Hyatt Mainz – Directions from nearest rail station

a sign with a blue and white sign

S8 to Wiesbaden Hbf

At Frankfurt Airport you need to proceed to the suburban rail lines and locate the correct one for the S8 to Wiesbaden. This is usually Platform 3 of the underground platforms. Buy your ticket before boarding – ticket inspectors roam the line even at off-peak times.

Frequency varies – sometimes every 15 minutes, other times once per hour.

Board the train towards the front.

You know you are approaching the station as you cross a large bridge over the river.

a river with trees and buildings in the background

You can see the Hyatt in about the middle left

When you arrive at Mainz Römisches Theater – get off and proceed down the stairs (this station is before the main Mainz station)

a man standing next to a train

Walk down the platform to the stairs (lifts being installed)

At the bottom of the stairs turn right – this is the biggest thing to remember.

a sign on a bridge

Turn righ - City exit

Walk along the passage towards the light

a group of people walking in a tunnel

In the passage to the exit

You pass a small number of shops on the left, in the entrance to the station. On the right is a Chemists. Go to the right, past the front of the chemists:

a street corner with a building in the background

Turn right - keep the chemist on your right

Stay on the same side of the road as the chemist and exit from the station

a street with cars and buildings

Walk down the road past the Cineworld cinema

a bus on the street

Past the Ibis across the road

When you get to the junction with the main road – cross, and turn left under the DBahn Building you can see in the distance in the picture above.

a street with a brick building and a red building

At the junction with the main road look for the Citrus restaurant - walk towards it

Cross the road in front of the Citrus restaurant and look for the Vapiano restaurant a little way ahead.

a group of bicycles parked on a sidewalk

Cross in front of the entrance to the underground car park

The river is ahead of you now and you are three minutes from the Hyatt.

As you walk forwards the Hyatt is on the left at the edge of the river:

a building with a sign on it

Walk past the restaurant - the fawn building is the Hyatt

Walk around the front of the Hyatt

a building with many windows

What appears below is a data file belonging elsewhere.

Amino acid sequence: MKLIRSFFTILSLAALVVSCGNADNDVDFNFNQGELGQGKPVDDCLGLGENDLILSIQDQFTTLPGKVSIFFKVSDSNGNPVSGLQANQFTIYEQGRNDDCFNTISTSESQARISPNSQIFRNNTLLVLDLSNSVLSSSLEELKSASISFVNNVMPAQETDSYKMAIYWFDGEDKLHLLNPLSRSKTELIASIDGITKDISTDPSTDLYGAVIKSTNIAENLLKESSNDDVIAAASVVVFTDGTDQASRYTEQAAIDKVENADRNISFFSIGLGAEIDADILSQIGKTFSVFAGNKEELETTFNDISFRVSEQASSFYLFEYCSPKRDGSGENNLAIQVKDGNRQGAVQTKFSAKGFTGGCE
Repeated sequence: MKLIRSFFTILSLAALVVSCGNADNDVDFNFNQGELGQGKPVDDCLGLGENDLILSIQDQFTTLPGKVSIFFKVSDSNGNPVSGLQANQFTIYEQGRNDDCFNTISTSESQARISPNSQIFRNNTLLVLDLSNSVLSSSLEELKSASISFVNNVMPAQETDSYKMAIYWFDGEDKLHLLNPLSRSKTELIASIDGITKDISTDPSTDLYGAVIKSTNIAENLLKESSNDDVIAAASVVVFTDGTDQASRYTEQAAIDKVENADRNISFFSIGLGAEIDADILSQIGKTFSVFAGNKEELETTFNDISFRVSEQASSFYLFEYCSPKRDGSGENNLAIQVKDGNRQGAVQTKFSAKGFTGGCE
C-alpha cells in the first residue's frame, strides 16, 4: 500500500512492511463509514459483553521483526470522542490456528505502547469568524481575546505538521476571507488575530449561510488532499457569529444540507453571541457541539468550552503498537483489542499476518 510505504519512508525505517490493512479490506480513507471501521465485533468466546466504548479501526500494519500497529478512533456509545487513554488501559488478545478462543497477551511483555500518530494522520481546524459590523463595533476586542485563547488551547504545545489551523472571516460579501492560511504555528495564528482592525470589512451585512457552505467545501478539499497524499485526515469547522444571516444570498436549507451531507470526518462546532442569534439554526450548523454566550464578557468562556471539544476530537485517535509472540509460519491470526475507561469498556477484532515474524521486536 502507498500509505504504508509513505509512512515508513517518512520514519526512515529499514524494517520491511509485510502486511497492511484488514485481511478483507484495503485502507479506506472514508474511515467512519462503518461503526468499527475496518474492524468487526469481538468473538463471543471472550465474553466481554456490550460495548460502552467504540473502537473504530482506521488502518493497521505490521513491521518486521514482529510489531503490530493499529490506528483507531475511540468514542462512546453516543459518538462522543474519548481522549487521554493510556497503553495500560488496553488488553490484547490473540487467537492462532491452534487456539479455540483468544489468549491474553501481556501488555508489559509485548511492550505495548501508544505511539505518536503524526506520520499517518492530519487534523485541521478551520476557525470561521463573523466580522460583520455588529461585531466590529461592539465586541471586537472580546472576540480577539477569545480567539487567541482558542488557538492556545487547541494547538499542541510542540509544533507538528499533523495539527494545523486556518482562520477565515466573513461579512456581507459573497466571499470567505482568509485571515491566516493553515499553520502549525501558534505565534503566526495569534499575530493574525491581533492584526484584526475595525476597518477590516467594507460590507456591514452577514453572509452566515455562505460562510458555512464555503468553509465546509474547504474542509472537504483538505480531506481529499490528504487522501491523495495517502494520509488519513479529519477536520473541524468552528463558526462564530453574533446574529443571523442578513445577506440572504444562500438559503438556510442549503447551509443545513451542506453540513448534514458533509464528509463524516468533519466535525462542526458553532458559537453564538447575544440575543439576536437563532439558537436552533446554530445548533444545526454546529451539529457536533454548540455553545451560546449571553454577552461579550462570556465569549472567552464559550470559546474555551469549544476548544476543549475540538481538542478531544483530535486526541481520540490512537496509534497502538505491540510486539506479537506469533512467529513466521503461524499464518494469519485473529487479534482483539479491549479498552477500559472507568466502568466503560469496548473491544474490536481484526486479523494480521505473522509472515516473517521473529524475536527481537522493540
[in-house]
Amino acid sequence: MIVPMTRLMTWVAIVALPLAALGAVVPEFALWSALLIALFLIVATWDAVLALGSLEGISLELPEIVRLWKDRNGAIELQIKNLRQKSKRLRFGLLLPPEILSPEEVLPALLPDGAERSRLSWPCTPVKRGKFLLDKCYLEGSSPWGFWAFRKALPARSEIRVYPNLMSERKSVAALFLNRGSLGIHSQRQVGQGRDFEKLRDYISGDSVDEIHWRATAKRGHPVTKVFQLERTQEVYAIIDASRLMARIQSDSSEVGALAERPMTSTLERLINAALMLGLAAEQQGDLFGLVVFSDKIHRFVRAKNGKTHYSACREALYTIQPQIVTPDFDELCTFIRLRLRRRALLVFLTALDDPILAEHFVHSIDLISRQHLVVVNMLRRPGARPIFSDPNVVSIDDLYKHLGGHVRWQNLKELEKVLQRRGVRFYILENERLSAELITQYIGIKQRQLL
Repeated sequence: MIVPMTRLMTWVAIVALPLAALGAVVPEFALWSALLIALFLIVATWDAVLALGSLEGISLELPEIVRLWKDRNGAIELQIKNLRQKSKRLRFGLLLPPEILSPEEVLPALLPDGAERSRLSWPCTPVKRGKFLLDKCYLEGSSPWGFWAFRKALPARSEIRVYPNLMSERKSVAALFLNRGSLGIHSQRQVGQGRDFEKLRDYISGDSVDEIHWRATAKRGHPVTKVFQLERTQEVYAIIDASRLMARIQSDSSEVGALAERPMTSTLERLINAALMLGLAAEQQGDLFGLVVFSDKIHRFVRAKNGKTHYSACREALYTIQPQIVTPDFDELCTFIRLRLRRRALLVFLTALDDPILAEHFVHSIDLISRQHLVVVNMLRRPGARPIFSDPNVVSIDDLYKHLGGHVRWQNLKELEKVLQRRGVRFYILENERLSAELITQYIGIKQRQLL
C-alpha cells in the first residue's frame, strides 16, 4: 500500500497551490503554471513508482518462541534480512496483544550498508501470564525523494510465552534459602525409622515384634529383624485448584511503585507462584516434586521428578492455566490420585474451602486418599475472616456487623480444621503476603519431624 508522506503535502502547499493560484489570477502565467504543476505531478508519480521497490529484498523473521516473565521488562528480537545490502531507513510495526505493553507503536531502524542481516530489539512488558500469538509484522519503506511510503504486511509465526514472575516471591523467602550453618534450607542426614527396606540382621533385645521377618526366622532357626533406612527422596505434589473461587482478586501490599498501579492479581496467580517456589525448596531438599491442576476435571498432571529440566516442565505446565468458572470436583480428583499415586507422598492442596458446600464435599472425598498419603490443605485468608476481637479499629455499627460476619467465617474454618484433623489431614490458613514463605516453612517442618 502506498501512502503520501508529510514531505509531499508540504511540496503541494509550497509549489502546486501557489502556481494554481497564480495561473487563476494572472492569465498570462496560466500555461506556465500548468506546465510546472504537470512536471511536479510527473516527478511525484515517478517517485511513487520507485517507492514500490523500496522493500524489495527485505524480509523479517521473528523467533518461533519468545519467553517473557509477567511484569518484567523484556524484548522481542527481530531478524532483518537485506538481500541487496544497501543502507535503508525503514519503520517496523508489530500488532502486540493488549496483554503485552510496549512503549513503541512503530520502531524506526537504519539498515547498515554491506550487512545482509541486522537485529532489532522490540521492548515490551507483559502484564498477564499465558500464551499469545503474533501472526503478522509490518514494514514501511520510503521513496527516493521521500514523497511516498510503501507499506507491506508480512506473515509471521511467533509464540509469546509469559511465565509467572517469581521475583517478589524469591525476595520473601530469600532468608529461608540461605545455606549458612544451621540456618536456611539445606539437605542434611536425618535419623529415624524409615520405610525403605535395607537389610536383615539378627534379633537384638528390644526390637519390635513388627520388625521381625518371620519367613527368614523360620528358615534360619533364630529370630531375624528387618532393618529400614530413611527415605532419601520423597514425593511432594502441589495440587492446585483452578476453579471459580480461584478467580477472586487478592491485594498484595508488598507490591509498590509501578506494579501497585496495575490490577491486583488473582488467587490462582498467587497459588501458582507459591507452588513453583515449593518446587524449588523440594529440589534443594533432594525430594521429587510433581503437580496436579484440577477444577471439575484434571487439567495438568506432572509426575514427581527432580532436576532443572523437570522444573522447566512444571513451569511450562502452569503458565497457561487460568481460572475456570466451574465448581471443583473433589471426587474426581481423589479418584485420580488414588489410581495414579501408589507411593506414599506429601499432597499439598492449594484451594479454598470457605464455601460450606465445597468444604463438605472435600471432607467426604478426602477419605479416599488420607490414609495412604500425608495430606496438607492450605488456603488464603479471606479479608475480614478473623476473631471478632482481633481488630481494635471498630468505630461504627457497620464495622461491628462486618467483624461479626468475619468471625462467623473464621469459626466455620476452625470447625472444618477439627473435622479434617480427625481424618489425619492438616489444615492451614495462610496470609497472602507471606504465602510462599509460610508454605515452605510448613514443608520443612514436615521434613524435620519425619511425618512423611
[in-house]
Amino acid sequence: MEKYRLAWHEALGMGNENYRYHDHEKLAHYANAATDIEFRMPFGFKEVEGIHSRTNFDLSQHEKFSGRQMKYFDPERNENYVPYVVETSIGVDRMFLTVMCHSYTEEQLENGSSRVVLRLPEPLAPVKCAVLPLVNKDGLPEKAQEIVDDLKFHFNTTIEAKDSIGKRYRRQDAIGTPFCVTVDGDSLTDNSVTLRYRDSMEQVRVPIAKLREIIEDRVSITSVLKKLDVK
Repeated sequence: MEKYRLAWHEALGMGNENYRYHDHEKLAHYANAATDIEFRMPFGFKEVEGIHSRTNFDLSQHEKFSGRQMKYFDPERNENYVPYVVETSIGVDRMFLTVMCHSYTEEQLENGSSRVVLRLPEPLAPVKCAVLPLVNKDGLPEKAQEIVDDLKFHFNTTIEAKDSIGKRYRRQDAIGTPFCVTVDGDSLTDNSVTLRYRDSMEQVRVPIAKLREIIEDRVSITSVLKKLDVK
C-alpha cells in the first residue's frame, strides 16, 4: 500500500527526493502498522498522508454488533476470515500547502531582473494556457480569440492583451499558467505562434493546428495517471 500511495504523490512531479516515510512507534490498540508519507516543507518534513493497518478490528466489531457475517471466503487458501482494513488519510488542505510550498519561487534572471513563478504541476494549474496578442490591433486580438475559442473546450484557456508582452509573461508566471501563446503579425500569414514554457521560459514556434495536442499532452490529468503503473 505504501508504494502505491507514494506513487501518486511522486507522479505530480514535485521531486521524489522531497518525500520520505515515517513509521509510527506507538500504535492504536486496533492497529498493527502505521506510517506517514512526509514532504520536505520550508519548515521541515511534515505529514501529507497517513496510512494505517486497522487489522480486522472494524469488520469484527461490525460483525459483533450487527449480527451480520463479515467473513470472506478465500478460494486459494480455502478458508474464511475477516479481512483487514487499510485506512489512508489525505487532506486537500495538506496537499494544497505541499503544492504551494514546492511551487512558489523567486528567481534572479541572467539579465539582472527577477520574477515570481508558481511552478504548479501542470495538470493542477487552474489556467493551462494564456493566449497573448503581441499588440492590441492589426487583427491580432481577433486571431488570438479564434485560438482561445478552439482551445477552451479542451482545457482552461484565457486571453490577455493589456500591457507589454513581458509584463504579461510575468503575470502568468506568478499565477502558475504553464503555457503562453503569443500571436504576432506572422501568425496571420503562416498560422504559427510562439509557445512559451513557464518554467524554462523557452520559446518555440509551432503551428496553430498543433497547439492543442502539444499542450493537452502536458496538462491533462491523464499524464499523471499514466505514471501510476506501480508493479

This is the Hyatt but the entrance is on the far side

a man walking on a sidewalk

On the left is a cut through to the hotel entrance

a glass covered entrance to a building


You have arrived at your destination!

Hope this helps.



  1. I was at a party the other night celebrating a friend’s German heritage. As we poured the Riesling wine for dinner I recalled the Mainz wine festivals when I was a young teenager in 1975 living about 10 miles outside the city.

    The dinner guests were astonished to hear wine was sold at street vendors in 0.5 liter (17 ounces) cups. And I do not recall ever being refused a purchase when I was 15 years old at the time.

    My German teenage friend fell in the Rhein River. We all laughed so hard.

    Sure it could all have been horribly tragic. But it didn’t turn out that way. We were just teenagers gone wild for wine fest in Mainz.

  2. I might be at this hotel in Germany. Thank you for the great directions. I saw your other Hyatt review in Germany. Do you have any other Hyatts in Germany or the Paris CDG hotel reviews?

  3. Thank you. Can you recommend any other hotels in Germany that are either Marriott, Hilton or SPG properties? There are so many to choose from.

  4. Train service from Frankfurt – to anywhere, is exceptionally good. And in the German tradidtion, it is on time. As the author notes, know what train you want and what platform to be on, well ahead of time. Directions are easy to find, but also understand that suburban (short-ish haul) trains operate differently from the really long haul routes. Some folks fear the S-Bahn (suburban) but I think it foolish; those trains might be thought of as regional air carriers in the US; fewer frills, but perfectly fine service.
    As for tickets, yes, they may be mostly commuter trains and with slightly frequent ticket inspection than on the major routes. Don’t be a fool! While some routes may allow on-board purchases, most do not and the price is higher. If one get’s caught without the proper ticket, the fines can be HUGE and t he inconvenience even worse. I’ve never tried it and won’t, but I’ve seen a few who have. Some traits of the “Old Germany” remain and requiring that tickets and documents be “in Order” is one of them. You don’t want to be on the wrong side of that custom. Most tickets are sold via automated machines; the directions are easy to follow and assistance is avaiable if necessary. Having the wrong ticket is not good, but it is a lot better than having no ticket. Don’t be a fool!

Comments are closed.